Back to the GN/SS spat. I looked on, an interested observer in all matters inflationary and deflationary and decided to strip the argument back to its core. From what I could see this was a difference between M1 and MZM as to which held the key to inflation/deflation signals. So I went to the Fed.

St Louis to be exact, mainly because I like Poole , his St L Fed site is excellent; I do hope his successor keeps the access to facts as open as Poole did. Its worth reading up on William Poole, he may well surprise you. I digress, again:

Charts:

This is a chart of MZM (green), M1(orange) and CPI(blue), using the base of 1982, as CPI was rebased in 1982/84 according to St L Fed statistics. Everything is based on the left side, pure figures. You know what's coming next:

Same chart with CPI based on the left axis and M1 and MZM on the right axis with the same baseline of 1982. Astute readers can know see why I stick my nose into uninvited areas. Is any measure of “M” a worthwhile measure of inflation trends?

Inflation is not purely a monetary phenomenon. We all know if you over-print cash notes you encourage a debasement and a monetary inflation. What isn't so understood (except by some and believe it or not, the Fed) is that in a fiat monetary system, reliance on growth using leverage for the expansion of credit, is the true driver of inflation/deflation.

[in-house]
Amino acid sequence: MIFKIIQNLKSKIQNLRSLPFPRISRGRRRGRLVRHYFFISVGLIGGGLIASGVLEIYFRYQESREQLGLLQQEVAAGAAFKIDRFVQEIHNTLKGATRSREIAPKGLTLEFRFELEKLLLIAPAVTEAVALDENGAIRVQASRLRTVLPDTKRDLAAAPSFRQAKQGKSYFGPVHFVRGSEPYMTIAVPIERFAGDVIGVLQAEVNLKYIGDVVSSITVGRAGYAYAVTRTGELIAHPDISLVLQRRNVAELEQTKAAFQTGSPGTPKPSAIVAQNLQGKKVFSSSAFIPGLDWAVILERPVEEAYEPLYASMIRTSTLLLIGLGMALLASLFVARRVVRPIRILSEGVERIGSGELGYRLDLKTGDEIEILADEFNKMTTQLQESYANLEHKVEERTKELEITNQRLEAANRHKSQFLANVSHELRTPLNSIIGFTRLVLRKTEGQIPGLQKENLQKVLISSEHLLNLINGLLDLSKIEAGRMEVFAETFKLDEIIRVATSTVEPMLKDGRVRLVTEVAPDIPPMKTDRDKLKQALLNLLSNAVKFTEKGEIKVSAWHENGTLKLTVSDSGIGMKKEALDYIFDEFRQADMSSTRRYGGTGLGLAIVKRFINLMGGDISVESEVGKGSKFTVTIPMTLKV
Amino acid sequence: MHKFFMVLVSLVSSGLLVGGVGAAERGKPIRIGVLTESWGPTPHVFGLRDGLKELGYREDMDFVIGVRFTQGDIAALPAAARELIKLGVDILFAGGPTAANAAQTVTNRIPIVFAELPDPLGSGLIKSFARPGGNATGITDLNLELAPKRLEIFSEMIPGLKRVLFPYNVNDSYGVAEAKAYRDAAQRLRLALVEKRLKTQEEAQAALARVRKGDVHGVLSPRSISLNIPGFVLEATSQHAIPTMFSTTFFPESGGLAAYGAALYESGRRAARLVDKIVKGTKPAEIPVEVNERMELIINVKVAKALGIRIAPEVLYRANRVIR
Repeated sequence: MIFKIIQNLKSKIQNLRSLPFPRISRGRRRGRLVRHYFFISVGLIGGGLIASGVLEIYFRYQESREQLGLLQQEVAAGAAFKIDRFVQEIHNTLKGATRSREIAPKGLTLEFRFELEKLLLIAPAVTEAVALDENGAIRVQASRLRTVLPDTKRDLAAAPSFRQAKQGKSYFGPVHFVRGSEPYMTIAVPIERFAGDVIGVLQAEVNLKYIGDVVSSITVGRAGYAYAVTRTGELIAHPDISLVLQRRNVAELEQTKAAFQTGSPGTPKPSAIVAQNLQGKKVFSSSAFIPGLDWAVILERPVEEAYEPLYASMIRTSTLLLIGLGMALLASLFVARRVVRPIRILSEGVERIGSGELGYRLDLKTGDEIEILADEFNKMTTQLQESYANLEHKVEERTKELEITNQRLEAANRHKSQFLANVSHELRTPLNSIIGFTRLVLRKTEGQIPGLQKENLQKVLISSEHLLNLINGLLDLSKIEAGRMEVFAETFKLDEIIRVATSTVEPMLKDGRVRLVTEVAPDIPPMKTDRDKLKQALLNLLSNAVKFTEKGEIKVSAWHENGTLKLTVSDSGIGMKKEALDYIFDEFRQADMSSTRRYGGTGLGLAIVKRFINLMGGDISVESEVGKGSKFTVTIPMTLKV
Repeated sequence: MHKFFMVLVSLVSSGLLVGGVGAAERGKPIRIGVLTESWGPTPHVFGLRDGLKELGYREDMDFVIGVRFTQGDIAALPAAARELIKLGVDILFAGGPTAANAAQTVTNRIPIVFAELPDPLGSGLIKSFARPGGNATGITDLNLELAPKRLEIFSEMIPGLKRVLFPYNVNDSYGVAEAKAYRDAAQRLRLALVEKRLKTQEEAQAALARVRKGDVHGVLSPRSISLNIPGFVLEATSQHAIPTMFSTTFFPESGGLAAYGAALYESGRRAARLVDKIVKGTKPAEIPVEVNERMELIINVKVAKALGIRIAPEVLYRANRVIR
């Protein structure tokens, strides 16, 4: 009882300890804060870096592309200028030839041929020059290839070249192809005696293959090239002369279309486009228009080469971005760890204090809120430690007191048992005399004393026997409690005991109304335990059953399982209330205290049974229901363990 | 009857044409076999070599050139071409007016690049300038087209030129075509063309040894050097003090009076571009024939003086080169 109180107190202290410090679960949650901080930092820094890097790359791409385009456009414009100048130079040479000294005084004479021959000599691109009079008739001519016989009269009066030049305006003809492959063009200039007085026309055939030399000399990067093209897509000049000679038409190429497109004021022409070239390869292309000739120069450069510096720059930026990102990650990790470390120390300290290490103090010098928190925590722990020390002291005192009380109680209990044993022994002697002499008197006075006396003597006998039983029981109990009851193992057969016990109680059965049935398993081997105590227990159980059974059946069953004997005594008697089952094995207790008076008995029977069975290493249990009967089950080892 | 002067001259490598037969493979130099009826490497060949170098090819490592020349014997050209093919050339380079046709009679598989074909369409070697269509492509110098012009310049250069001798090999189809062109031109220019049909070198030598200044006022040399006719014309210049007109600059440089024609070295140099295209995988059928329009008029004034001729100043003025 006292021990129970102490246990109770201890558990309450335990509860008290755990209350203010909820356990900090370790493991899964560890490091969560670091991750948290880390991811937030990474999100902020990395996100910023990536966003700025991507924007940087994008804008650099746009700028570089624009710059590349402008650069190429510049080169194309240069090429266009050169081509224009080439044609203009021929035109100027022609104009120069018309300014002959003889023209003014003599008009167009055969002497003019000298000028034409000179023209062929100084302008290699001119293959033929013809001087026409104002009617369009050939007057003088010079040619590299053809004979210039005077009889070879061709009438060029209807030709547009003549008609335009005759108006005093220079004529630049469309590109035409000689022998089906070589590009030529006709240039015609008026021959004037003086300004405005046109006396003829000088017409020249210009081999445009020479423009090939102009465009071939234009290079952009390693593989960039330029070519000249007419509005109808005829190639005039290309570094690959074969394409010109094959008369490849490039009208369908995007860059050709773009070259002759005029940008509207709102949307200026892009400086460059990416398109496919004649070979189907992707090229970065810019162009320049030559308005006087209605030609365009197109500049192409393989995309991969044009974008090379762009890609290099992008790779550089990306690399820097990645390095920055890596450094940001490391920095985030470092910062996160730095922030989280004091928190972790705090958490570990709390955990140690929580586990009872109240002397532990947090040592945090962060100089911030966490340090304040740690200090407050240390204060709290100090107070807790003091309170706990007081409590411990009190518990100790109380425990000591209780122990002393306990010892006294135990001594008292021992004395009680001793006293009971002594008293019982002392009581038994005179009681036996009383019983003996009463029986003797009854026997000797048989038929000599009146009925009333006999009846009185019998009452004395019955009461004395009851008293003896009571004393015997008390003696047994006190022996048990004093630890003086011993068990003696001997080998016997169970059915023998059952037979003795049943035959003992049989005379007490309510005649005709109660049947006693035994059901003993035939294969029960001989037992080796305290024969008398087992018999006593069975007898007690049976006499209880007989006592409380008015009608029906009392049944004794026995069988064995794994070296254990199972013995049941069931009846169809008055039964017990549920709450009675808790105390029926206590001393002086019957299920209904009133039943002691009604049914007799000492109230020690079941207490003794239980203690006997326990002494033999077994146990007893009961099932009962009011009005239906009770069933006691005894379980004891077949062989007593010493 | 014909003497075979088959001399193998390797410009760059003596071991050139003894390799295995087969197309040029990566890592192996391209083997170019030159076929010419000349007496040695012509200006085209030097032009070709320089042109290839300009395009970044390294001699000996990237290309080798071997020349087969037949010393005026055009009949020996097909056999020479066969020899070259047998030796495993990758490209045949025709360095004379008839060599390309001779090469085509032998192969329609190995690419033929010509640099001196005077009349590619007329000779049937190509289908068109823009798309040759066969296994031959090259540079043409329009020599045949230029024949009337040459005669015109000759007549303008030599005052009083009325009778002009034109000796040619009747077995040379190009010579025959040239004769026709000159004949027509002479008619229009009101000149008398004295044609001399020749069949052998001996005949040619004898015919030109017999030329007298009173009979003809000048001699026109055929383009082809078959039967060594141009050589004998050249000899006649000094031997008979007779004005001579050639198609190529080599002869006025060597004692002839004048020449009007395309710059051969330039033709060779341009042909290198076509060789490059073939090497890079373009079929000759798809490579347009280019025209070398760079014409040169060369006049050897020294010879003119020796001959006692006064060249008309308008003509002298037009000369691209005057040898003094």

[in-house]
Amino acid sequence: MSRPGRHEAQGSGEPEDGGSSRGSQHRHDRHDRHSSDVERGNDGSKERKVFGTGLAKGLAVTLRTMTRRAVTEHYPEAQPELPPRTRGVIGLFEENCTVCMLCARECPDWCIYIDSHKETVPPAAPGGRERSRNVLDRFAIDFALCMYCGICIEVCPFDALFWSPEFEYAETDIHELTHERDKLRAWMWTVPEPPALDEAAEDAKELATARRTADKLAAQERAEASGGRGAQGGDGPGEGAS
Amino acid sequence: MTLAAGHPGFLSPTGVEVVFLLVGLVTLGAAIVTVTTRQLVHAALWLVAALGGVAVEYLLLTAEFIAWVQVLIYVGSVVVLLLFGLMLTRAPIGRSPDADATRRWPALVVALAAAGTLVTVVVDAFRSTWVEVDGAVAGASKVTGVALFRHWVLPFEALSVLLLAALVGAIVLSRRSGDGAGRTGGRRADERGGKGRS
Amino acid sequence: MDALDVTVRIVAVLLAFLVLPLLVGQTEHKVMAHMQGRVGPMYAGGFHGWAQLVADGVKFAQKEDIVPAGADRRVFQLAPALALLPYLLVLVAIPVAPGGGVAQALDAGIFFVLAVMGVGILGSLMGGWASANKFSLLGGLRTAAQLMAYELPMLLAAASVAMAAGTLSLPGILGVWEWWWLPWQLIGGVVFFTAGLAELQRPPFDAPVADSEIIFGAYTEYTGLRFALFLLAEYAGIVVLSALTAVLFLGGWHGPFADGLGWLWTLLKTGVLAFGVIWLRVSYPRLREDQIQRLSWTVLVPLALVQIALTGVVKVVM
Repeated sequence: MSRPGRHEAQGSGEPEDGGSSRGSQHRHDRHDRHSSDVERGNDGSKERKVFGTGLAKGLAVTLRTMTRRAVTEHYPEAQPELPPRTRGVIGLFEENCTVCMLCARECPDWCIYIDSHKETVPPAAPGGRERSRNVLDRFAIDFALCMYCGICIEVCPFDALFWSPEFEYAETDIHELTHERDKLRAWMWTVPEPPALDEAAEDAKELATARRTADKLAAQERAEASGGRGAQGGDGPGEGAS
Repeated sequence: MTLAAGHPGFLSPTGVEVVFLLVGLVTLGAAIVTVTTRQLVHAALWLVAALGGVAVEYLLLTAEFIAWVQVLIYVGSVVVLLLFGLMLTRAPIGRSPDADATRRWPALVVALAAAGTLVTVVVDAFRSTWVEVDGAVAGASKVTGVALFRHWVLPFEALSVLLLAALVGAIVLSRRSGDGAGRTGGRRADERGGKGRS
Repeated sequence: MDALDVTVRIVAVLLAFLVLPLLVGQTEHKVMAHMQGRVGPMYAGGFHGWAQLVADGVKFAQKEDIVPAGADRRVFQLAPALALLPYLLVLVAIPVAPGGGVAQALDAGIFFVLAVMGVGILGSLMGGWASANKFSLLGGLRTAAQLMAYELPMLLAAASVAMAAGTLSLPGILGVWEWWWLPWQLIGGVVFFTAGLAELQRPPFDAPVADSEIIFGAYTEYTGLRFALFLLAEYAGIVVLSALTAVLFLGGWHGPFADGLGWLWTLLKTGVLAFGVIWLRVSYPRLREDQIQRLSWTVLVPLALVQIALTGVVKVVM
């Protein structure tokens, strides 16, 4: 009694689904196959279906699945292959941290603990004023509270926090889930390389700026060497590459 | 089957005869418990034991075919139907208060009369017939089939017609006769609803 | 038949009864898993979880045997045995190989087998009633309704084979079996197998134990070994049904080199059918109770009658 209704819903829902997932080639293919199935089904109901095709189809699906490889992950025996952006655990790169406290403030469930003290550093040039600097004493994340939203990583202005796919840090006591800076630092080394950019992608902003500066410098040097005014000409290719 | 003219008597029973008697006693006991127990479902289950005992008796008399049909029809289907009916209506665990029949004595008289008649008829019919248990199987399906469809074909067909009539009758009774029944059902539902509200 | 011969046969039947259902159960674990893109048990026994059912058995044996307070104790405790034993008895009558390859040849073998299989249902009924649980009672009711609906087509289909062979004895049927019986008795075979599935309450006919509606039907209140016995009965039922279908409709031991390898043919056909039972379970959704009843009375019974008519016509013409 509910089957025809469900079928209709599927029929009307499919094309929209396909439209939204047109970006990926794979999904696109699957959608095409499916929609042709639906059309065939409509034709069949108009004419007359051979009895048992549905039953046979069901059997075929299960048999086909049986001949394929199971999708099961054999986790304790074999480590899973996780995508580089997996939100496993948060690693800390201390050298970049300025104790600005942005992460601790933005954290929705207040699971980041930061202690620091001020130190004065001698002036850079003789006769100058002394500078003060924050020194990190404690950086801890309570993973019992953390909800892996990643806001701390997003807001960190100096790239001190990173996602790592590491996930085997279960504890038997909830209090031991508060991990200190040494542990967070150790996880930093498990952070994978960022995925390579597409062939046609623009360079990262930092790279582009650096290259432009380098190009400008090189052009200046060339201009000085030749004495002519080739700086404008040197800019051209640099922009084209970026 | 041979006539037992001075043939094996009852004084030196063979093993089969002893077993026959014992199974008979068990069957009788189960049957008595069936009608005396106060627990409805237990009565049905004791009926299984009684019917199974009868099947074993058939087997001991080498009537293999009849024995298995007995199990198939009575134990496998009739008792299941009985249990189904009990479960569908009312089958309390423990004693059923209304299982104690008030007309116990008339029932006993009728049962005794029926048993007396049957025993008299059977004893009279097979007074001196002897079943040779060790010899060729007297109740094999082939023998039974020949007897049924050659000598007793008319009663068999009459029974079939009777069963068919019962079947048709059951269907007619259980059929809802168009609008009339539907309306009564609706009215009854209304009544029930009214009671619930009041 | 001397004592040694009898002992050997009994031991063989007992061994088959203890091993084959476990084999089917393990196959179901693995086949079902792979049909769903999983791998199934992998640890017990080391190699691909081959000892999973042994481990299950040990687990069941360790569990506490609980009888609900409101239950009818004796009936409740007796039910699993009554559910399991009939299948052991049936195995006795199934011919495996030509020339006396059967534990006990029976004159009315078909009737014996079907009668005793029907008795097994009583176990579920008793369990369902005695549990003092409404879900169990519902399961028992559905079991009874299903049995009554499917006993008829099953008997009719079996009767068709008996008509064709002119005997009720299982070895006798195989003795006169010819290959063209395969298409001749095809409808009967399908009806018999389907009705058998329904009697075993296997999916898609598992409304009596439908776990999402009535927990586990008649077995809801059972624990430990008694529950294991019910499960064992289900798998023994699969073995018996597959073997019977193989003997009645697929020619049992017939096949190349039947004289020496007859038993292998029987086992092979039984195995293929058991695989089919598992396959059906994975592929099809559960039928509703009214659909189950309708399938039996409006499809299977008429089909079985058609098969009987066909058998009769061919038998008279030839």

It's simple and easily understood if you think of greed. It is also why a fractional GOLD backed currency won't work.

I have $10, I lend it to my bank as a “savings” deposit. The Bank uses the deposit as an asset, lending on that asset by a factor of 10 (leverage). The bank lends out $100 backed by the original asset. The Hedge Fund borrows (credit) $100 from the Bank and utilising margin (further leverage), raises positions in markets notionally worth $1000.

The economy is booming, thanks to my $10. I am a capitalist hero. One day I decide to take my $10 out of the Bank to spend on a battery powered radio, to alleviate my boredom whist mowing the lawn.

Does the Bank have to unwind the leveraged lending based on my $10? No, it can count upon other deposits, savings, to replace the capital base.

This is all well and good during the good times. What happens when all my neighbours decide they would rather own assets than leave cash on deposit? We know already, thanks to the 3 day collapse of Bear Stearns. Banks fear above all else a run, where depositors decide they would rather have their cash in hand than in the Bank. You can see why they fear such a run, mass withdrawals would force the unwinding of leverage, a call on the loans made. That means the Hedge Funds would have to unwind their positions, to enable repayment to the banks. You get the picture. Another angle would be to look at productive workers, paid for their labour and depositing wages into the Bank. If the Banks had a shortfall of received wages the same problem would occur, Banks would no longer have the fractional base to enable their lending. Less workers, less deposits.